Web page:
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    Dataset: JCI77440sd
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    ABSTRACT: Natural killer (NK) cells belong to the innate lymphoid cells. Their cytotoxic activity is regulated by the delicate balance between activating and inhibitory signals. NKp46 is a member of the primary activating receptors of NK cells. We previously reported that the NKp46 receptor is involved in the development of type 1 diabetes (T1D). Subsequently, we hypothesized that blocking this receptor could prevent or hinder disease development. To address this goal, we developed monoclonal antibodies for murine NKp46. One mAb, named NCR1.15, recognizes the mouse homologue protein of NKp46, named Ncr1, and was able to down-regulate the surface expression of NKp46 on primary murine NK cells following antibody injection in vivo. Additionally, NCR1.15 treatments were able to down-regulate cytotoxic activity mediated by NKp46, but not by other NK receptors. To test our primary assumption, we examined T1D development in two models, non-obese diabetic mice and low-dose streptozotocin. Our results show a significantly lower incidence of diabetic mice in the NCR1.15-treated group compared to control groups. This study directly demonstrates the involvement of NKp46 in T1D development and suggests a novel treatment strategy for early insulitis.
    PLoS ONE 02/2015; 10(2):e0118936. DOI:10.1371/journal.pone.0118936 · 3.23 Impact Factor
  • Oliver Hölsken · Matthias Miller · Adelheid Cerwenka
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    ABSTRACT: During the recent years, immunotherapy has obtained substantial impact on the clinical treatment of melanoma. Besides promising approaches based on T lymphocytes, natural killer (NK) cells have gained more and more attention as anti-melanoma effector cells. NK cell activation is inhibited by HLA class I molecules expressed by target cells, so they preferentially attack tumor cells that express low levels of HLA class I. Partial or complete loss of HLA class I expression is a frequent event during the development of melanoma. In parallel, ligands for activating NK cell receptors become induced upon malignant transformation. Thus, melanoma cells are often efficiently recognized and lysed by NK cells at least in vitro. In vivo, however, melanomas have developed multiple sophisticated strategies to escape from NK cell mediated attack. Several novel approaches aim at harnessing NK cells to treat melanoma patients and to counteract existing tumor escape mechanisms. This review summarizes the most recent advances in the field.
    Journal der Deutschen Dermatologischen Gesellschaft 01/2015; 13(1). DOI:10.1111/ddg.12557 · 1.40 Impact Factor
  • Oliver Hölsken · Matthias Miller · Adelheid Cerwenka
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    ABSTRACT: ZusammenfassungIn den letzten Jahren hat die Immuntherapie wesentlichen Einfluss auf die klinische Therapie des malignen Melanoms gewonnen. Neben vielversprechenden T-Lymphozyten-basierten Ansätzen erhalten natürliche Killerzellen (NK-Zellen) zunehmende Aufmerksamkeit als Antitumor-Effektor-Zellen. HLA-Klasse-I-Moleküle inhibieren die Aktivierung von NK-Zellen, so dass diese präferentiell Tumorzellen angreifen, die HLA-Klasse-I-Moleküle in nur geringem Maß exprimieren. Der teilweise oder vollständige Verlust der HLA-Klasse-I-Expression ist ein häufiges Ereignis bei der Melanomentstehung. Gleichzeitig werden bei der malignen Transformation NK-Zell-Rezeptor-aktivierende Liganden induziert. Daher werden Melanomzellen durch NK-Zellen zumindest in vitro erkannt und lysiert. In vivo haben Melanome jedoch umfassende Strategien entwickelt, um dem durch NK-Zellen vermittelten Angriff zu entgehen. Eine Vielzahl neuartiger Ansätze zielt darauf ab, NK-Zellen zu nutzen, um Melanompatienten wirksam zu therapieren und den bestehenden “Escape-Mechanismen” der Tumorzellen entgegenzuwirken. Dieser Übersichtsartikel fasst die aktuellen Fortschritte auf diesem Gebiet zusammen.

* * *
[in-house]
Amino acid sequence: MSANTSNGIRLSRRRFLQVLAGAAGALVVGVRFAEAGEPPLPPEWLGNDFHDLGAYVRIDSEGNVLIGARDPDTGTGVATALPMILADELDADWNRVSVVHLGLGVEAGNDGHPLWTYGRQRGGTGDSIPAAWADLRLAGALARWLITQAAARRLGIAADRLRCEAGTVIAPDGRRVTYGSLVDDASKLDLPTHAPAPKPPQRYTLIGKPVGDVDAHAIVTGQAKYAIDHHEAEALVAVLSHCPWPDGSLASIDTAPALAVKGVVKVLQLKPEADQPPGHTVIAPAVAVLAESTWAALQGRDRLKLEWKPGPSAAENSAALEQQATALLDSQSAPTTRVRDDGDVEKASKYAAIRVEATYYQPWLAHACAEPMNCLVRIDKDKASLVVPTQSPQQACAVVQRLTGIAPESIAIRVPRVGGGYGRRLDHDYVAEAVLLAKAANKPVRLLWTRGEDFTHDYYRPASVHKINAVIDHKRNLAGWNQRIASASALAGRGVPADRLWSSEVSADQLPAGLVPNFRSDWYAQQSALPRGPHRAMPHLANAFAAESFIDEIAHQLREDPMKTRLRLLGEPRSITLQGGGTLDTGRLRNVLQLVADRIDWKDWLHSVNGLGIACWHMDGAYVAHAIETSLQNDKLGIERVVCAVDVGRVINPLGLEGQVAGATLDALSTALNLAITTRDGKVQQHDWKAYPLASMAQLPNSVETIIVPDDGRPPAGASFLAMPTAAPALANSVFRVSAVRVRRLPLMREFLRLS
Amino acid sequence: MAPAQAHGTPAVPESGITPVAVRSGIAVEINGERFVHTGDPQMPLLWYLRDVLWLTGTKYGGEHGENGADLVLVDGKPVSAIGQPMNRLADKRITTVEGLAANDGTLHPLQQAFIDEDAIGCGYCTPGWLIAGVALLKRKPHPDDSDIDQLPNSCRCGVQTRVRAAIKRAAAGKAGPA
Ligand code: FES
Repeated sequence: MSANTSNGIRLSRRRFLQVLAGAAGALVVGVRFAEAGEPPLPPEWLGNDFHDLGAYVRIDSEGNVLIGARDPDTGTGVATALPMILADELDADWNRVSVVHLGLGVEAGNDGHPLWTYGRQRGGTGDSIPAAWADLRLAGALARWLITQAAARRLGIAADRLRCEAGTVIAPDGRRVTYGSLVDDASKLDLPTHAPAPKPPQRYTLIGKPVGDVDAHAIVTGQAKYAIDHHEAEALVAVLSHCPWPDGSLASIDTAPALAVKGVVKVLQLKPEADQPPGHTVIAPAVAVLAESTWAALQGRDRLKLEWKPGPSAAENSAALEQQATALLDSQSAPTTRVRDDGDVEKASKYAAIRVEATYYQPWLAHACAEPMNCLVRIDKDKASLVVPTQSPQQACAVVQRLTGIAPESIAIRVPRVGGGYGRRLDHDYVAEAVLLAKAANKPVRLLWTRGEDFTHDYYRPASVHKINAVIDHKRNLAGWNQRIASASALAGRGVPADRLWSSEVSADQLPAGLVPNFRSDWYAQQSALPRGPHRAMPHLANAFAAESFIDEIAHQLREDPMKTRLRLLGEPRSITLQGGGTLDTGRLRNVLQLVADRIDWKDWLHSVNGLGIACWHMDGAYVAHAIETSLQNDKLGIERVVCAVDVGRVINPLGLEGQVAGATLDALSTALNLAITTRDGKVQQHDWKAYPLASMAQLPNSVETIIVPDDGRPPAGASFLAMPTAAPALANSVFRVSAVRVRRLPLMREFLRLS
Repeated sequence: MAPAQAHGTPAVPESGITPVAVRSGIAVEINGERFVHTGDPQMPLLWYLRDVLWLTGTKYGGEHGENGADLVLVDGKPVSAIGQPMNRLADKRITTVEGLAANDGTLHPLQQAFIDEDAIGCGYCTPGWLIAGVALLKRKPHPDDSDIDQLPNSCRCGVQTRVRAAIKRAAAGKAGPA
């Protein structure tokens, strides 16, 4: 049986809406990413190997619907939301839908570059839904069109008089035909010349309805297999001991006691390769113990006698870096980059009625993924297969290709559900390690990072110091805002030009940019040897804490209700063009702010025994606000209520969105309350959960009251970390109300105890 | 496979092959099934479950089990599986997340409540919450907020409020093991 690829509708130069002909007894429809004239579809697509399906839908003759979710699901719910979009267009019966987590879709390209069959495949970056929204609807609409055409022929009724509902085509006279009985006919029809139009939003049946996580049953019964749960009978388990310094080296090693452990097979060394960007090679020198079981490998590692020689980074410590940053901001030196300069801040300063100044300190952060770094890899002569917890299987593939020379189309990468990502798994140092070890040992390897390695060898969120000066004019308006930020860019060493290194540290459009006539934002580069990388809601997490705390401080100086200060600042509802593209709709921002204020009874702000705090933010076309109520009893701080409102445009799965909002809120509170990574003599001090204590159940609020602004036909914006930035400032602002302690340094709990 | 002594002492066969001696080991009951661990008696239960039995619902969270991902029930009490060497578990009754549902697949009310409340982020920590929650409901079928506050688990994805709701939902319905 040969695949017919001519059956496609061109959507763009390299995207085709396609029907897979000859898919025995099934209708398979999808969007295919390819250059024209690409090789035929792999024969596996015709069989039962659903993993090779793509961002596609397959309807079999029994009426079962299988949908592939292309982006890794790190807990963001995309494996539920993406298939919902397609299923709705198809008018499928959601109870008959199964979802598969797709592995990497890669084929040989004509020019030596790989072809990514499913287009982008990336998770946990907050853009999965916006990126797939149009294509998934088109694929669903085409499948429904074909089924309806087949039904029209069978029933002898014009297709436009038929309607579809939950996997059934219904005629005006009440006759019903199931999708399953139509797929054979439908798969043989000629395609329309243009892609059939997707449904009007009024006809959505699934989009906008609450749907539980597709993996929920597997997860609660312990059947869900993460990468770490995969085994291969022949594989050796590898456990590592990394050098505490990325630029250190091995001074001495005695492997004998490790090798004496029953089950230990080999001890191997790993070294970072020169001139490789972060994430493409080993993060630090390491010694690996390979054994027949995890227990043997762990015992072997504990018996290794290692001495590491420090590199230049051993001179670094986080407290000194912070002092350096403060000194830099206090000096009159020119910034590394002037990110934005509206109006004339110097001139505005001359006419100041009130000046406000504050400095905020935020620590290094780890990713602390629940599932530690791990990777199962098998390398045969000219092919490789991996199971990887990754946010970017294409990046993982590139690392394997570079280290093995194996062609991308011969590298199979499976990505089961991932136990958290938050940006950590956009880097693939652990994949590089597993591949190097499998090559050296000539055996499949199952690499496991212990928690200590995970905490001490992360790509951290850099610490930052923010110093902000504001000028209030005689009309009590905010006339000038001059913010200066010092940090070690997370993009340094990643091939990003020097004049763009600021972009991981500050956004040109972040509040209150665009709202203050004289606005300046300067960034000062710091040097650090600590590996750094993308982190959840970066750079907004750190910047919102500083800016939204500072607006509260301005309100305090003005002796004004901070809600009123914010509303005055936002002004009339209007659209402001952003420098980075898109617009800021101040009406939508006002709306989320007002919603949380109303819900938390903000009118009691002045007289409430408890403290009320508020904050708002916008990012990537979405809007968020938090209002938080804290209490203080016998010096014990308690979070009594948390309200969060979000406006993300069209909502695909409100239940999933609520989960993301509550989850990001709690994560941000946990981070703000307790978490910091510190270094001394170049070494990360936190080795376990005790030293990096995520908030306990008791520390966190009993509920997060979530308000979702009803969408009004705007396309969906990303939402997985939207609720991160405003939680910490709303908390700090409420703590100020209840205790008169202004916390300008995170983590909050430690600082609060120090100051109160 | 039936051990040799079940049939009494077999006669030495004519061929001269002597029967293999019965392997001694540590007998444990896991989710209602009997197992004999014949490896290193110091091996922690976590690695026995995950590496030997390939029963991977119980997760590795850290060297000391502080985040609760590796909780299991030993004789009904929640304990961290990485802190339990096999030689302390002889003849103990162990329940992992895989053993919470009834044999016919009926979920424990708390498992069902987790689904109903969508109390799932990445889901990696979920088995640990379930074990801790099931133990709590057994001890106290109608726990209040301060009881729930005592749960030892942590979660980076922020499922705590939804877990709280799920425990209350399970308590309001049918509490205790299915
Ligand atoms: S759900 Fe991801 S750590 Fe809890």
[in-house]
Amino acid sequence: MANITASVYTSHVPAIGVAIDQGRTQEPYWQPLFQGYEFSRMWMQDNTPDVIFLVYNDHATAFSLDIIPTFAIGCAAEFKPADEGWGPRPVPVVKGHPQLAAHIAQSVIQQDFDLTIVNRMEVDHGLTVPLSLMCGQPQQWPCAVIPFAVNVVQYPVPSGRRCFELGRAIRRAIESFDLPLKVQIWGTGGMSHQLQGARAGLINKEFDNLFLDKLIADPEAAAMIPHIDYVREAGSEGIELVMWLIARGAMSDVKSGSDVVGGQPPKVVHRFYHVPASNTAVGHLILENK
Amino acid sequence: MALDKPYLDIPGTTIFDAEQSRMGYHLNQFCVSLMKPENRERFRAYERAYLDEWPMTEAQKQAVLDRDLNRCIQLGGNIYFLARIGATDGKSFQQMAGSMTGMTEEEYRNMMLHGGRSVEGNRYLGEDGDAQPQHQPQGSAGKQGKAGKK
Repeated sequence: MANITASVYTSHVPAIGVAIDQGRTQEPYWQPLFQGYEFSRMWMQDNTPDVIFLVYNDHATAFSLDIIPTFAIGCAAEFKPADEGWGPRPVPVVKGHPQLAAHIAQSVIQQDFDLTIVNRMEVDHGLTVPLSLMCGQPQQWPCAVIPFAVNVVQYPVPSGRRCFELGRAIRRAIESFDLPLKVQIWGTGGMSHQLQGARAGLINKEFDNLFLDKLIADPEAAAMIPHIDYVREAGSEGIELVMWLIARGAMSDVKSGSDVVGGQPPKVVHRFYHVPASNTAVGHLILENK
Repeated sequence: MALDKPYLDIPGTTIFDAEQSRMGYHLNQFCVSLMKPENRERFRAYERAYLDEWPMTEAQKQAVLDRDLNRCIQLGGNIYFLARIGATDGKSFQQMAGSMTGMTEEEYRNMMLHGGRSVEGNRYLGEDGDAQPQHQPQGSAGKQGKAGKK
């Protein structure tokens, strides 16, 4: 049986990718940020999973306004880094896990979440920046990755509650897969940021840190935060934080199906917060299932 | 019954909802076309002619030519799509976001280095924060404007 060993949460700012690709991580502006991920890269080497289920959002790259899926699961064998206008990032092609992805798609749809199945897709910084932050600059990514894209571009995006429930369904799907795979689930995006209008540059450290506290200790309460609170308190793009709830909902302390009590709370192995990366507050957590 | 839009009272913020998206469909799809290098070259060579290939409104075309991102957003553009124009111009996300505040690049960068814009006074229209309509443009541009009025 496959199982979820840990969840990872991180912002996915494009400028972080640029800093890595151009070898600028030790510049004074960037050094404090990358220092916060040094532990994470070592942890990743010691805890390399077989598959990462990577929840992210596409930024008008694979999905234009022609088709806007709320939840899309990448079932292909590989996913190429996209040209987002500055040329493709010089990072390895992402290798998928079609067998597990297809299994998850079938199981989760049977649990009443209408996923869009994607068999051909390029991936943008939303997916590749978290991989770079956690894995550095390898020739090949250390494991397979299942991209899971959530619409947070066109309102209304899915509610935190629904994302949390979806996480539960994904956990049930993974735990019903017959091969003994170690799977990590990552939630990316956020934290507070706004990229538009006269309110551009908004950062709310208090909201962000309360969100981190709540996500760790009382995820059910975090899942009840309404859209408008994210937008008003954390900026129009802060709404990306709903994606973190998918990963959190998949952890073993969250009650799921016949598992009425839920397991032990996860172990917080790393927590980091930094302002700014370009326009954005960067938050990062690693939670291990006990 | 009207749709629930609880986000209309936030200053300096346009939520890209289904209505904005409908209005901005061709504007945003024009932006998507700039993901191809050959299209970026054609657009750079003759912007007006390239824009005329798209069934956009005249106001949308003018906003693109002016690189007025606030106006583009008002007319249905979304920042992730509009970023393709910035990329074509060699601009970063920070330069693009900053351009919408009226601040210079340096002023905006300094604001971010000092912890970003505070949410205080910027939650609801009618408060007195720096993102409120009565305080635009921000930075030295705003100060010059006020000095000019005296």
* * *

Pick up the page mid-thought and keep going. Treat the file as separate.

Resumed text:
Journal der Deutschen Dermatologischen Gesellschaft 01/2015; 13(1). DOI:10.1111/ddg.12557_suppl · 1.40 Impact Factor
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    ABSTRACT: Neuroinflammation plays a key role in secondary brain damage after stroke. Although deleterious effects of proinflammatory cytokines are well characterized, direct cytotoxic effects of invading immune cells on the ischemic brain and the importance of their antigen-dependent activation are essentially unknown. Here we examined the effects of adaptive and innate immune cells-cytotoxic T lymphocytes (CTLs) and natural killer (NK) cells-that share the direct perforin-mediated cytotoxic pathway on outcome after cerebral ischemia in mice. Although CTLs and NK cells both invaded the ischemic brain, only brain-infiltrating CTLs but not NK cells were more activated than their splenic counterparts. Depletion of CTLs decreased infarct volumes and behavioral deficit in two ischemia models, whereas NK cell depletion had no effect. Correspondingly, adoptive CTL transfer from wild-type into Rag1 knock-out mice increased infarct size. Adoptive CTL transfer from perforin knock-out or interferon-γ knock-out mice into Rag1 knock-out mice revealed that CTL neurotoxicity was mediated by perforin. Accordingly, CTLs isolated from wild-type or interferon-γ knock-out but not from perforin knock-out mice induced neuronal cell death in vitro. CTLs derived from ovalbumin-specific T-cell receptor transgenic mice were not activated and infiltrated less into the ischemic brain compared with wild-type CTLs. Their transfer did not increase the infarct size of Rag1 knock-out mice, indicating antigen-dependent activation as an essential component of CTL neurotoxicity. Our findings underscore the importance of antigen-dependent, direct cytotoxic immune responses in stroke and suggest modulation of CTLs and their effector pathways as a potential new strategy for stroke therapy. Copyright © 2014 the authors 0270-6474/14/3416784-12$15.00/0.